Sunday, May 9, 2010
The Remarkable Story of Ken Carl
This man is sitting in my office. I am one of those people who expects miracles and coincidences as a regular feature of life, but even I have trouble believing how this one came to pass.
Several months ago, our Chartered Accountant asked us if we would like to participate in a photography project which they were hosting here in Dehradun. Momenta is the name of the American organisation behind it and their philosophy is that photography can be a force for social change. They organise tours for professional photographers to different parts of the world and - through links with voluntary organisations like ours - assign them to an NGO and encourage them to document whatever work the org is involved in.
The idea sounded great to me and I agreed, but, to be honest, without giving it a lot of thought.
When I announced it to my colleagues, however, one of them (our resident firebrand) took grave offense. He thought it was ridiculous for American photographers to come all the way to India to take pictures of our disabled kids ("as if they don't have any of their own.") and implied that we were basically "putting our children up for sale."
While I thought his comments were over-wrought, they did make me realize that I hadn't even done the most basic of background checks on Momenta. So without further delay, I started googling them. 150,000 results, all looking quite legit.
One result included a long list of Momenta "students" - photographers who had signed up for workshops past and future and who had their own websites so you could get a sense of the kind of work they were doing.
I had some time on my hands and I am always a sucker for good photography, so I began trolling. I went through around fifteen different students' sites and got more and more impressed as I went along. These people were amazingly talented. One in particular - a guy named Ken Carl out of Chicago - particularly caught my fancy. His home page had a picture of a girl walking down a street in what looked like Jamaica which I just couldn't get out of my head. The curve of the background building she was walking past (brilliantly yellow, bracketed by a white picket fence), the wet street, her graceful frame, her pensive look . . . I liked it so much that in my email to my colleagues responding to the firebrand's charges, I included a link to Carl's site, saying "This is a Momenta photographer. If the one we get is even half as good as this guy, just imagine what kind of stuff he might shoot for us!"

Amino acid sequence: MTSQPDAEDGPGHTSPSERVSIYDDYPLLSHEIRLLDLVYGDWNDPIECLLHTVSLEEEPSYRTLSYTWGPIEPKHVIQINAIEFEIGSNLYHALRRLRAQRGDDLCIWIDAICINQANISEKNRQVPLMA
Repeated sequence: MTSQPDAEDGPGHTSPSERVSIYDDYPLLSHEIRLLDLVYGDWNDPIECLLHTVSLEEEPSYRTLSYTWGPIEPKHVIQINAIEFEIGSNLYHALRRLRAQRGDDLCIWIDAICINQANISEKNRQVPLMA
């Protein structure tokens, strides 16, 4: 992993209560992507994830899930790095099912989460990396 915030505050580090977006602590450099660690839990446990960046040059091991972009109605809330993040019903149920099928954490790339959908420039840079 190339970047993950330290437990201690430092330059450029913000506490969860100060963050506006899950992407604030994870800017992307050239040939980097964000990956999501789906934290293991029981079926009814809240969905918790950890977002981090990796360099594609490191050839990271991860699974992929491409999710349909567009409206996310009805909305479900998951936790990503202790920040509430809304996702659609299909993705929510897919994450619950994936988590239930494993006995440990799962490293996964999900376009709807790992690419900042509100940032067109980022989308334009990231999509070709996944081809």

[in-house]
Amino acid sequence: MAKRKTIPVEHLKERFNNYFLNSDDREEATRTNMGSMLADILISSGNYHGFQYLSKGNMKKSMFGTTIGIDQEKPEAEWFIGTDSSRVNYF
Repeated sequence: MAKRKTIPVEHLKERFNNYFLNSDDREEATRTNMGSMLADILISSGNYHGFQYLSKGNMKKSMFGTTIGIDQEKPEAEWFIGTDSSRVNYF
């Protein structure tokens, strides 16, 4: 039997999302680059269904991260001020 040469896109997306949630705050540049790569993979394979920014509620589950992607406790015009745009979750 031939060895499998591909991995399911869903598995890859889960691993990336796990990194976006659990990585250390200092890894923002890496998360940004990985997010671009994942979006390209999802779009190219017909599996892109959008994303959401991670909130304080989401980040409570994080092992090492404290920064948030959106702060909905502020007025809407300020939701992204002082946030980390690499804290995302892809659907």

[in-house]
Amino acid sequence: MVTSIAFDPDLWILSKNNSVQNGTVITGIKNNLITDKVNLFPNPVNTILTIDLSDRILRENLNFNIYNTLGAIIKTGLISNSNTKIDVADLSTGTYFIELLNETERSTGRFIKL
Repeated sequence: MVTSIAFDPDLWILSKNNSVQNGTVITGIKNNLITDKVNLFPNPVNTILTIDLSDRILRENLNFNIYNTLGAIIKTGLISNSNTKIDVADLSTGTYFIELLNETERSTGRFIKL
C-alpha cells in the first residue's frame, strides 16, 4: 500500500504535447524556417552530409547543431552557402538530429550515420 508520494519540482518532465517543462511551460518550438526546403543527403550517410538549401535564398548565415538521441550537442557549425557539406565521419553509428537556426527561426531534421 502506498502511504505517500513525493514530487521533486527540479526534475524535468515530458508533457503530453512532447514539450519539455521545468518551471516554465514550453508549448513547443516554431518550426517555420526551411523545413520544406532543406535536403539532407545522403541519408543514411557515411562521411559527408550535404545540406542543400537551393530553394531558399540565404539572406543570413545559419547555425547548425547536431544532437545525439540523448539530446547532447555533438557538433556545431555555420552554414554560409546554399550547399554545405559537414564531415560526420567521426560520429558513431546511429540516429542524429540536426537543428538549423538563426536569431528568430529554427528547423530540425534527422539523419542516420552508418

I know you can guess where this is going, right?
When the team arrived in Dehradun, our CA had already alerted them to our concerns about possible misuse of the photographs of our children. the tour organizer called me immediately to explain thier "model release" policy and to assure us that they were as concerned as we were with any possible exploitation. "That's why we've chosen our most experienced student for your organisation," she continued. "He's also a very sensitive guy and does really creative, subtle work. You can see his work on his website - a guy named Ken Carl out of Chicago."
I almost dropped the phone. What were the odds? Of course she shared the story with Ken - so when we met the next day over coffee at my house, we felt like old friends reuniting.
Ken is one of those rare people so at peace within himself that he brings calm and peace wherever he goes. He spent his time with us mostly in KV School and he made himself so quiet a part of the background the staff and children simply forgot he was around. He caught moments so beautiful and diverse they take your breath away.
Here are just a few:
There are too many to post and anyway, each one tells a story just aching to be told. I don't want to share them all at once. But Ken's visit was the highlight of my year and a turning point in my life which I am still absorbing. Oddly, it forced me to slow down my own photography for a while just to take stock and think a few things through. I will always be grateful for his having spent so much time with us and for being such a warm and generous person, so willing to give his talent to the world.